Do we need the Royal Horticultural Society, which has less than half a million members, to tell us that next week is National Gardening Week? No we don't. There are already 26 million of us gardening like mad. The real news would be the announcement of a Non-Gardening Week.
But among other initiatives, the RHS has kindly arranged a Gardening SOS day (this Monday) when we can ring in and ask questions of their experts (01483 226540) and on Wednesday has set up a Careers Day hosted by Alan Titchmarsh at the RHS Conference Centre which is just off Vincent Square, London SW1. "Our aim," says the RHS Director General, Sue Biggs, "is to get as many people as possible involved in gardening and enjoying its rewards." You can find a full list of activities at nationalgardeningweek.org.uk.
But in Britain, we garden because we'd be mad not to. We have so many things on our side. We have a temperate climate (usually). We have fertile soil (mostly). We haven't seen invaders since 1066, so we can plant a tree and hope that it might still be there in a hundred years' time (if the planners don't plough a new road through it).
And now, right now, is the most brilliant season of them all. Winter has cleaned the slate. We have a fresh start.
Wandering round your garden in spring is like being at a party where people that you haven't seen for ages suddenly loom into view. You can put a name to these old friends, but you've forgotten exactly what they look like and how they talk. Meeting them again gives you a pleasurable sense of rediscovery. You remember why you liked their company.
Take Tulipa tschimganica which has just this week come into flower. Prowling around this morning, the way gardeners do – sniffing the scent of daphne in the air, pulling the odd weed from the path – I suddenly noticed it, already flat open in the sun, with petals of a most brilliant yellow, washed on the back with a soft tomato-red. It's gorgeous, a piece of the Chimgan valley, east of Tashkent, here in my own garden.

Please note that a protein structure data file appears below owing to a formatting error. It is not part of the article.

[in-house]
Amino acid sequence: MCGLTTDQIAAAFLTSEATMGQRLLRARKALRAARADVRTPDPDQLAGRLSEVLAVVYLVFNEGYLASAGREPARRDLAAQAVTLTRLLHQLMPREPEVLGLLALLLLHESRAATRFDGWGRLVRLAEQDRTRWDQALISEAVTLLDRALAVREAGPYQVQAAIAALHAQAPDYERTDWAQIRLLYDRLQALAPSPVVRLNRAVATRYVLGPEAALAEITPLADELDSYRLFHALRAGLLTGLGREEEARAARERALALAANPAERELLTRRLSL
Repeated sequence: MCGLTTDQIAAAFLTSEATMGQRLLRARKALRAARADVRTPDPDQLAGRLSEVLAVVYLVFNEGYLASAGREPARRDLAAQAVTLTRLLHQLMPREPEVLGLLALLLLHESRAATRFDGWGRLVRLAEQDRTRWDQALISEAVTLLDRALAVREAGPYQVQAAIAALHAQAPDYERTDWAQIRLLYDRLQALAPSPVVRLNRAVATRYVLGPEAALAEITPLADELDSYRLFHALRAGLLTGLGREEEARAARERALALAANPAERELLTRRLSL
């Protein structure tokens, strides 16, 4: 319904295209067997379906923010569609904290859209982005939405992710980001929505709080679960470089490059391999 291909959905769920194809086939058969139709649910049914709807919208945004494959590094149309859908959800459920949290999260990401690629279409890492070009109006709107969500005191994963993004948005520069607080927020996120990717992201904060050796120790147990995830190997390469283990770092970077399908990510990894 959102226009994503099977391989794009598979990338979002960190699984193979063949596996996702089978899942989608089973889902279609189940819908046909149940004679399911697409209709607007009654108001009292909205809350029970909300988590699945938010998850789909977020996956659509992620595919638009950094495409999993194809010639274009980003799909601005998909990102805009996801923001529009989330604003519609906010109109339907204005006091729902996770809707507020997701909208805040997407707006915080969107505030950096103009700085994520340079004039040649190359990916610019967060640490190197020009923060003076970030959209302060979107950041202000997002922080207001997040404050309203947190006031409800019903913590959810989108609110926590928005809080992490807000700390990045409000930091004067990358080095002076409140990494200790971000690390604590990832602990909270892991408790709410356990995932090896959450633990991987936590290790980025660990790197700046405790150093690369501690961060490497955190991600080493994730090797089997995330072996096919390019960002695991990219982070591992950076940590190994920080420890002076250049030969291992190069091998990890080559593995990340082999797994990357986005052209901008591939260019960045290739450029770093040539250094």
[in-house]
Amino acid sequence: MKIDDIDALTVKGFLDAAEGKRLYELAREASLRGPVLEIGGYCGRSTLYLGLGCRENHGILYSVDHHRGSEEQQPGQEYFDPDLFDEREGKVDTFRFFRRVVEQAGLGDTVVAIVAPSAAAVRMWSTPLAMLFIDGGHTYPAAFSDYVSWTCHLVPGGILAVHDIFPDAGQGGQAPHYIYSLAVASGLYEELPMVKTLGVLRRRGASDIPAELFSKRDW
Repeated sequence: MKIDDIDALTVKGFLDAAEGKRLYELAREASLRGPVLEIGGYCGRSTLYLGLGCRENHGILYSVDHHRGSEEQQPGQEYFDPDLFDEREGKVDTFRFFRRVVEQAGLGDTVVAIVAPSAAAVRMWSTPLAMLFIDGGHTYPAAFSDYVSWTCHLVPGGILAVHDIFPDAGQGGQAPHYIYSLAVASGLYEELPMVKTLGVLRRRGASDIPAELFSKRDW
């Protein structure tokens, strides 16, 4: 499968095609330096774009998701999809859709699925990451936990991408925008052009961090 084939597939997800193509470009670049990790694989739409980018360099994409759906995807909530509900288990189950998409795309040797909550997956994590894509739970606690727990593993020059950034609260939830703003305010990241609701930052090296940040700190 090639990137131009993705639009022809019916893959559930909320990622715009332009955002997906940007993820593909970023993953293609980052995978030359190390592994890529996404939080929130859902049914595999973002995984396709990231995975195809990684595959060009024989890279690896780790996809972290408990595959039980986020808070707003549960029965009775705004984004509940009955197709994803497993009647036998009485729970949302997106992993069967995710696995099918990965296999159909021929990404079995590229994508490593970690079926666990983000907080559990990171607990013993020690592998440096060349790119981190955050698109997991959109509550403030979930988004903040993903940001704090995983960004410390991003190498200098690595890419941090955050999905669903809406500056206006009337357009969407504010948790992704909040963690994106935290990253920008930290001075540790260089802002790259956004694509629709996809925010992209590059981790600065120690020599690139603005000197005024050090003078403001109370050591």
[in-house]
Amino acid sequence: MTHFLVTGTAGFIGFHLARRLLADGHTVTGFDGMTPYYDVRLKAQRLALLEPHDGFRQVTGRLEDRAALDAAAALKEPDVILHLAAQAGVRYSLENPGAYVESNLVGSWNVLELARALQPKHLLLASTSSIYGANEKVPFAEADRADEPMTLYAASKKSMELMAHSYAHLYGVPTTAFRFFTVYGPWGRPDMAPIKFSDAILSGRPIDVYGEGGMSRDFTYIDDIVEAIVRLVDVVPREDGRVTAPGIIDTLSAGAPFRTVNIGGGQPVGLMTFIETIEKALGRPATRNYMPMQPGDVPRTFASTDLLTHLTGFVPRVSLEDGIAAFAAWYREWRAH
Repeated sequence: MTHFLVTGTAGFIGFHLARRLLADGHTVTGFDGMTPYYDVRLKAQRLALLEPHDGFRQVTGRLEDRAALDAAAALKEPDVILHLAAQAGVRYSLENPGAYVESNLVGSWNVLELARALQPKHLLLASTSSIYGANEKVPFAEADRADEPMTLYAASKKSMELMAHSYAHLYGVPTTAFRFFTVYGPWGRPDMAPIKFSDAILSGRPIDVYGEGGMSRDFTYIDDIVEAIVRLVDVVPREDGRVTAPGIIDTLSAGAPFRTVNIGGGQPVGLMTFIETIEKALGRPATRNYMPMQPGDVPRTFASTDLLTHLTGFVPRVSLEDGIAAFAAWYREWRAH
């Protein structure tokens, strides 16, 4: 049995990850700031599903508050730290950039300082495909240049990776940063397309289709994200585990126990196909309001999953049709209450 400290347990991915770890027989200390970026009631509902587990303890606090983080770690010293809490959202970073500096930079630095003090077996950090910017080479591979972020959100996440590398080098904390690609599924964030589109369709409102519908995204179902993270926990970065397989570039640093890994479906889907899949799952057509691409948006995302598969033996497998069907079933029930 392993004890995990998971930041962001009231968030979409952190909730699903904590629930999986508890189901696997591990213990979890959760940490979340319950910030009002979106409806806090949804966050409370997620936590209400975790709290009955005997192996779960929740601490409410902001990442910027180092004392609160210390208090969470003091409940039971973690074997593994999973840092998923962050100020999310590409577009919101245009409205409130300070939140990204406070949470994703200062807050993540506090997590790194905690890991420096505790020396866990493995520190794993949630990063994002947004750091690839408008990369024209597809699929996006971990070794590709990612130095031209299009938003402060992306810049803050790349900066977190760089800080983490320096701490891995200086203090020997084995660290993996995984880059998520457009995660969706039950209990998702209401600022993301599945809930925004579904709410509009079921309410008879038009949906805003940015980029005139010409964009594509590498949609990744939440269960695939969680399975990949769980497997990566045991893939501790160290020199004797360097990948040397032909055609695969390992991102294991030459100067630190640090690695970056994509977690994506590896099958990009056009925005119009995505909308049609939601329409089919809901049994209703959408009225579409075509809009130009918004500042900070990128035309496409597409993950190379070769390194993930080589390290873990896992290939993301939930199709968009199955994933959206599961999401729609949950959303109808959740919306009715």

Stitched into that flower are shadows of the wolves and bears and wild horses that live with it in that wild place. It brings, in its sunshine-yellow petals, joy, delight and all the good things that we need to get us through life's rougher patches. In every sense, gardening is a grounding thing to do. When your children are being more than usually obdurate, when the bills flood in more thickly than usual, you have a place to go, a retreat where you can sow nasturtiums or cucumbers, water coriander seedlings, run the new shoots of a rosemary bush through your fingers. Who needs aromatherapy when there is rosemary in the garden?
Though we can't do without the green stuff, gardening implies more than just a love of plants. A gardener makes a setting and often, knitted into it, is a sense of escape.
Making a garden is as valid an artistic endeavour as anything that Rodin may have felt, bashing away at his sculpture. We cannot all sculpt. We cannot all paint, or make music. But given a patch of ground, a windowbox, a dump-bag of soil, we can all garden. We can give ourselves the pleasure of feeling that by our labour alone, we have transformed two square metres of concrete into something that delights the senses. A good garden can delight more senses than any other creation. We can smell it, touch it, listen to it, look at it, eat it.